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  1.    #1  
    I was using Mapopolis today to generate a route and it was taking too long to find it, so I decided to reset the device (you can't interrupt Mapopolis in this case). Before I reset it I thought I'll interrupt its search by removing the SD card. However that caused tithe device to produce a continuous stream of error messages. This went on for about a minute and I wasn't able to stop it. So I opened the back cover to reset the device, but I instead just removed the battery. To my amazement, the Treo kept on going with the error messages!!! I did a double take and checked that I had the battery in my other hand, and I did! So, there I was, with a battery-less Treo in one hand (beeping with error messages) and the battery in another!!!

    It then started giving low battery messages among the many error messages. I didn't let it go for too long after that, worrying about what might happen to it and I reset it with the stylus.

    I don't know what the backup power source is. Old model Palm devices have had a capacitor that is charged and whose job was to maintain the memory a bit while you change the AA batteries. However, I don't know that a capacitor could have kept the display going like this did for about 30 seconds until I reset it. It could be some backup rechargeable battery. In any case, this behavior was a very surprising.

    I've always wondered how the database backup process to the NVFS would not lead to corruption if someone dropped the device while using it and the battery came flying out. This answers my question and in hindsight makes a lot of sense.
    Last edited by silverado; 01/17/2005 at 01:27 PM.
  2. #2  
    This is interesting, but not totally unexpected... Typically devices leave you 30 seconds to change the battery...



  3. #3  
    Quote Originally Posted by horsmanp
    This is interesting, but not totally unexpected... Typically devices leave you 30 seconds to change the battery...
    Not quite the same. Actually the 650 was designed to survive a powerless state for an indefinate amount of time.
  4. #4  
    Yes that I was well aware of, but it still makes sense as to not intrupt what your doing when you change the battery, for it not to die right away...



  5. #5  
    Something tells me the error messages are key here. Every time I yank my battery, the device shuts off. My guess is, the state of perpetual error had your treo too busy to notice that the power had been removed, and so it never got around to switching off.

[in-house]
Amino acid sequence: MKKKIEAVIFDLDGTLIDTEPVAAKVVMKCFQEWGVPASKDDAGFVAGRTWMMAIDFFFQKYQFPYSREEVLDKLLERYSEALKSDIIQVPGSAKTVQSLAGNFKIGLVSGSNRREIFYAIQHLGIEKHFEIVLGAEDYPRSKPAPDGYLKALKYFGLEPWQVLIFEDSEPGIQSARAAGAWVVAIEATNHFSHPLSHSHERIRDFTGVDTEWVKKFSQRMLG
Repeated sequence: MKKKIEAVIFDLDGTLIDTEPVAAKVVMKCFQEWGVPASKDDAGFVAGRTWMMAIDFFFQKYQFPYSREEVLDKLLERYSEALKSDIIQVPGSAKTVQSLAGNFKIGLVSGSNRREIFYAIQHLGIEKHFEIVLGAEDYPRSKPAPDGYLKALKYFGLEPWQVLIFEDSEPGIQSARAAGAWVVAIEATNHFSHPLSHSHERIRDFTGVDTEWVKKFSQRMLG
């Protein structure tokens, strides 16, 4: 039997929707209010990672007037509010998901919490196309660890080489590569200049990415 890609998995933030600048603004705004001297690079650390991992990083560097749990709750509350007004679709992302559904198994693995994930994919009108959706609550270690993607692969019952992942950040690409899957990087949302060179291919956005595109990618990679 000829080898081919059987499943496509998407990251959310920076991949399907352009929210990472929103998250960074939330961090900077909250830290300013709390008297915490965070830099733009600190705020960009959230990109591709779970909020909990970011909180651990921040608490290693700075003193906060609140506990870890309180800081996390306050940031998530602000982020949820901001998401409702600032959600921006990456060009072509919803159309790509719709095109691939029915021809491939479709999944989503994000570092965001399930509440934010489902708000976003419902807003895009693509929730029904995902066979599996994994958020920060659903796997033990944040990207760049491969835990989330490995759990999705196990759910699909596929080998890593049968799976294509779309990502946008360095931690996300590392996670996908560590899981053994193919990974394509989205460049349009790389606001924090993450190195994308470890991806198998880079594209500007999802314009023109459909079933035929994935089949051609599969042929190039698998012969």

I'm curious now whether the backup power source -- no doubt a small battery or cap just powerful enough to keep the date and time current -- is a rechargeable battery, a capacitor, or a permanent non-rechargeable battery (as for the BIOS on a PC logic board). I can't imagine a capacitor lasting that long with the display and everything on...
  6.    #6  
    thornrag,

    I agree that the error messages were key, as this never happens under normal circumstances. I think it's a rechargable source of some kind becasue when I put my battery back in and started the device, the current battery charge was way lower than it should have been. I plugged the device in and it showed a low charge for a a while, then it jumped up considerably. My explanation was that it was charging the internal source for a while then switched to charging the removable battery.
  7. #7  
    but its like a computer right...they have that nice little watch battery inside NiCd to keep thinks alive albeit without AC power...and well it uses very little power to keep things running..

    ie what that battery does, is keep the date/time running properly and any other minor proccesses
  8.    #8  
    Quote Originally Posted by hofo_mofo
    but its like a computer right...they have that nice little watch battery inside NiCd to keep thinks alive albeit without AC power...and well it uses very little power to keep things running..